Archive for November, 2010

Memcoder

Tuesday, November 23rd, 2010

When exported as in .sfw (Shock Wave Format), animations made in Flash maintain their vector graphic qualities. This means that their lines remain sharp when projected onto a large screen (such as for conferences and exhibitions).

However, I also need to distribute animations in ways that make them easy for scientists and others to use them. The move file format is standard for including in Powerpoint presentations and uploading to Utube and Vimeo.

For ages I’ve had problems exporting simple line animations from Flash to video format. When I ‘export’ to .avi or .move (in Windows or Mac), the quality is poor and oftentimes visual ‘artifacts’ appear between the lines.

Finally I find out how to create decent quality .avi files from line drawn Flash animations.
Here are notes that I made about how I made this one:

1. Create animation, with sound, in a single scene within Flash in a Mac or Windows system.

2. Save the edited sound file separately as an .mp3.

3. Export movie from Flash as a sequence of .jpg files (typically 720×576, 25 frames per second).

4. Copy the jpgs into a folder in Linux.

5. Right click in the folder and select “Open in terminal”.

6. Use mencoder to:

A. Make an .avi from the .jpg images exported from Flash. To do this, type od cut and paste:

mencoder “mf://*.jpg” -o movie.avi -ovc lavc -lavcopts vcodec=mjpeg

(”mf://*.jpg” does not need to be renamed. This will handle .jpg files numbered sequentially.)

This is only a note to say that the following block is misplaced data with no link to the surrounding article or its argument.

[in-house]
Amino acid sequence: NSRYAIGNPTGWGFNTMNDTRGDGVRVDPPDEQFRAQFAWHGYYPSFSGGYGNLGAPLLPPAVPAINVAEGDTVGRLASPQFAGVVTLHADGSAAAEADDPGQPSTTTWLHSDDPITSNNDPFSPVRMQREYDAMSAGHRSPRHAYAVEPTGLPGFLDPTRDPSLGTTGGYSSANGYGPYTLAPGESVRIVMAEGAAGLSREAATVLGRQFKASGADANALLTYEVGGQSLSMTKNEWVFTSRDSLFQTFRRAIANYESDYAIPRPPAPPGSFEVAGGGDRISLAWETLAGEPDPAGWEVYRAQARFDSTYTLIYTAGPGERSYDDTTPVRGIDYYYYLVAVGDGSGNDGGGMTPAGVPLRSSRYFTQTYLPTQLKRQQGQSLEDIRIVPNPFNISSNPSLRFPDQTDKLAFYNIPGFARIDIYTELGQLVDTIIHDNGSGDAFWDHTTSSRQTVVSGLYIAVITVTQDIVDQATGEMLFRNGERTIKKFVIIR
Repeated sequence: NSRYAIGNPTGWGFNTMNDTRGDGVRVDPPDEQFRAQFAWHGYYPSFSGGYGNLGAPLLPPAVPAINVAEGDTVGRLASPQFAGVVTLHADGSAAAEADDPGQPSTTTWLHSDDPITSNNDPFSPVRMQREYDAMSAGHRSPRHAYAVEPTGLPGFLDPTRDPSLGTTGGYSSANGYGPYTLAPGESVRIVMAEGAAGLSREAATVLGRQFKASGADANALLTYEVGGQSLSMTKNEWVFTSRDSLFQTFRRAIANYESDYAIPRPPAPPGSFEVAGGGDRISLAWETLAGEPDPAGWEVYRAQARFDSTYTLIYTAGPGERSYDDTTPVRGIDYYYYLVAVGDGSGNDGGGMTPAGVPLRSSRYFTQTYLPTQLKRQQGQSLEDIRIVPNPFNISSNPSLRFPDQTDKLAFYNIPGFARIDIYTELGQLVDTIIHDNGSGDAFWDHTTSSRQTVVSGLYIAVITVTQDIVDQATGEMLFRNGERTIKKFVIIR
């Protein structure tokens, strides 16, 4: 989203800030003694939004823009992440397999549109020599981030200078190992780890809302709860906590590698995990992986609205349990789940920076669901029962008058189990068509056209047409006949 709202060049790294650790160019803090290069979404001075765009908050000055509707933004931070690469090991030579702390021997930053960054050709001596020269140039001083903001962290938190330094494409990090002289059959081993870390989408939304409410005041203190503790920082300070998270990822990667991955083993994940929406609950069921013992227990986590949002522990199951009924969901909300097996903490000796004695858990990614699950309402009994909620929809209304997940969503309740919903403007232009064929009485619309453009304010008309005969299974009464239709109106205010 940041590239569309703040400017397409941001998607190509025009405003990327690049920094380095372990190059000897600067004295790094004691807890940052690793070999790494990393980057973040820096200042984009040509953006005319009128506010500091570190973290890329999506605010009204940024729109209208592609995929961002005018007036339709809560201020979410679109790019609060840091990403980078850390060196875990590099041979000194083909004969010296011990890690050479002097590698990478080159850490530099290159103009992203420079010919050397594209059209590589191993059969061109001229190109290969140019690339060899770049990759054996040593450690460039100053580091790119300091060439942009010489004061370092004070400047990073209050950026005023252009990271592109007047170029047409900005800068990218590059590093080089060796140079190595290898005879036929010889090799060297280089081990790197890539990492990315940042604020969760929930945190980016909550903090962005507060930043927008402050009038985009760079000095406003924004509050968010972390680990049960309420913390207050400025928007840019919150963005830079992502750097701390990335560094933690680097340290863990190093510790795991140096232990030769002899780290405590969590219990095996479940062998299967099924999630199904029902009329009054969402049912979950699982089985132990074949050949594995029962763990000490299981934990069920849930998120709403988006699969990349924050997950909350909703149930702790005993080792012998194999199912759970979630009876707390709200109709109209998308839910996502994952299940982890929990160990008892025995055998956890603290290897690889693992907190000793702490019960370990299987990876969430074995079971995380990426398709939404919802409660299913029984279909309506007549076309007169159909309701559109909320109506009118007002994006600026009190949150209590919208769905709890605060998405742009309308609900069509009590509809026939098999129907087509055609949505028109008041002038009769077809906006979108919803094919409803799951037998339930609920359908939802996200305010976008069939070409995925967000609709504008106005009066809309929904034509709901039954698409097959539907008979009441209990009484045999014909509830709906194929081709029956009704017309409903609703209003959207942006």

(”-o”= output file. Can change “move.avi” to “krillsex.avi” for example)

(Default frame rate is 25 fps - frames per second.)

****

NB To define frame rate:

coded with

mencoder “mf://*.jpg” -o movie.avi -ovc lavc -lavcopts vcodec=mjpeg

gives 25 frames per second

for 15fps
mencoder “mf://*.jpg” -o movie.avi -mf fps=15 -ovc lavc -lavcopts vcodec=mjpeg

****

B. Make sure the sound file is in the same folder as the jpgs. Add the sound file to the .avi file just created. Type or copy and paste:

mencoder input.avi -o output.avi -ovc copy -oac copy -audiofile soundtrack.mp3

(Rename “input.avi” to “krillsex.avi”, for example)
(Rename “soundtrack.mp3″ to name of audio file edited to synchronise with the animation.)

Another problem that I am working on now is to conform my animations (set at 720×576 aspect ratio) to the present video standard size of 720×1080. The black bands at either side of my animation, ‘How do krill grow’, above and at CreatureCast.org, reveal this problem. It seems I may need to resize all my animations and realign each component in them! There has to be a simpler way. At least now I know to start new animations in the new size.

I would be grateful to hear from other people who have come up with other, perhaps better, solutions to my problems!


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